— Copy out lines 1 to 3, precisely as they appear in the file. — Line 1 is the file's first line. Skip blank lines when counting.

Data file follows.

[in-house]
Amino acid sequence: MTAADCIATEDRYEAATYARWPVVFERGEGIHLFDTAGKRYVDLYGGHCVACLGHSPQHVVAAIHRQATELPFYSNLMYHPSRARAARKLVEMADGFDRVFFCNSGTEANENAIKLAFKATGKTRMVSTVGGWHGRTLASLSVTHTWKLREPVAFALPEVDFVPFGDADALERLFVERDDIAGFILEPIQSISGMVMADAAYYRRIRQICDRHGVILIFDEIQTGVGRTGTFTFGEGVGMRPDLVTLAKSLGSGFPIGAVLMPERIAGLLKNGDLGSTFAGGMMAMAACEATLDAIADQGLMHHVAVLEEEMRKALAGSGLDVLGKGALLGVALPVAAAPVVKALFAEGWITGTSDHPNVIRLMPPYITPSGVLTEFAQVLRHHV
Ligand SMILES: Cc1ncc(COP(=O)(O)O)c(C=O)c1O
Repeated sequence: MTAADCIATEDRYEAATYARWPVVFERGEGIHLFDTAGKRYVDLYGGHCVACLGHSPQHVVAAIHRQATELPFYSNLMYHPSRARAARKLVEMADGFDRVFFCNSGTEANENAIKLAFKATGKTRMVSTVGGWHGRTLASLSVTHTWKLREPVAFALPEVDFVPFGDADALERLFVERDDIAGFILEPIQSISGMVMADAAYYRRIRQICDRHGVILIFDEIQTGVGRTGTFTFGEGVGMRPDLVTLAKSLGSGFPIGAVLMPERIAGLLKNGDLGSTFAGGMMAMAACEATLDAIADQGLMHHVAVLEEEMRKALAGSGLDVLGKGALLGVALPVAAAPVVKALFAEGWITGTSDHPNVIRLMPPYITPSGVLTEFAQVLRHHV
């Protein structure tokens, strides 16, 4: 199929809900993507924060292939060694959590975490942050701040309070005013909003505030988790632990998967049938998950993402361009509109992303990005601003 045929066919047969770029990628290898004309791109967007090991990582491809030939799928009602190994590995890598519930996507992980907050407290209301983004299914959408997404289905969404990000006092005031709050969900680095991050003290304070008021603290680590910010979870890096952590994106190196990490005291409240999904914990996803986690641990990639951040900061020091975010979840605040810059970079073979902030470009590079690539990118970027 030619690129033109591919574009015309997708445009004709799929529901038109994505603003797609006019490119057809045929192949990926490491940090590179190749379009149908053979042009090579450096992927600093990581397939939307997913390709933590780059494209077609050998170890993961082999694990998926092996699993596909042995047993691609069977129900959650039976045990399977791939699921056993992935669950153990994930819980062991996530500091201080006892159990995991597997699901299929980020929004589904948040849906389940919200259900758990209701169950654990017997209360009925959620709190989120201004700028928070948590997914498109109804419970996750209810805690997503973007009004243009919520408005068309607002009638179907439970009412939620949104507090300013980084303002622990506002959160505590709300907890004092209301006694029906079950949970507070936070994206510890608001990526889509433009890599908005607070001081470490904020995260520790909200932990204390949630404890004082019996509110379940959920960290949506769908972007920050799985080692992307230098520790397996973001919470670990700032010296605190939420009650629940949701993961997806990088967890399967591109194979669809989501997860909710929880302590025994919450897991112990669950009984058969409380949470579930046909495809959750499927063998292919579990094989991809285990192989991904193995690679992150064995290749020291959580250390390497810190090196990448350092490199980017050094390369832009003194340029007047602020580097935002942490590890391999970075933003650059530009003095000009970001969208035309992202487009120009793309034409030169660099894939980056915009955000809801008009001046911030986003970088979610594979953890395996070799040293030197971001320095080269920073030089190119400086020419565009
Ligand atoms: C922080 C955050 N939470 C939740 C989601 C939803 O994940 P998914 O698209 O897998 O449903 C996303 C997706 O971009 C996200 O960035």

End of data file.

[in-house]
Amino acid sequence: MTAADCIATEDRYEAATYARWPVVFERGEGIHLFDTAGKRYVDLYGGHCVACLGHSPQHVVAAIHRQATELPFYSNLMYHPSRARAARKLVEMADGFDRVFFCNSGTEANENAIKLAFKATGKTRMVSTVGGWHGRTLASLSVTHTWKLREPVAFALPEVDFVPFGDADALERLFVERDDIAGFILEPIQSISGMVMADAAYYRRIRQICDRHGVILIFDEIQTGVGRTGTFTFGEGVGMRPDLVTLAKSLGSGFPIGAVLMPERIAGLLKNGDLGSTFAGGMMAMAACEATLDAIADQGLMHHVAVLEEEMRKALAGSGLDVLGKGALLGVALPVAAAPVVKALFAEGWITGTSDHPNVIRLMPPYITPSGVLTEFAQVLRHHV
Ligand SMILES: Cc1ncc(COP(=O)(O)O)c(C=O)c1O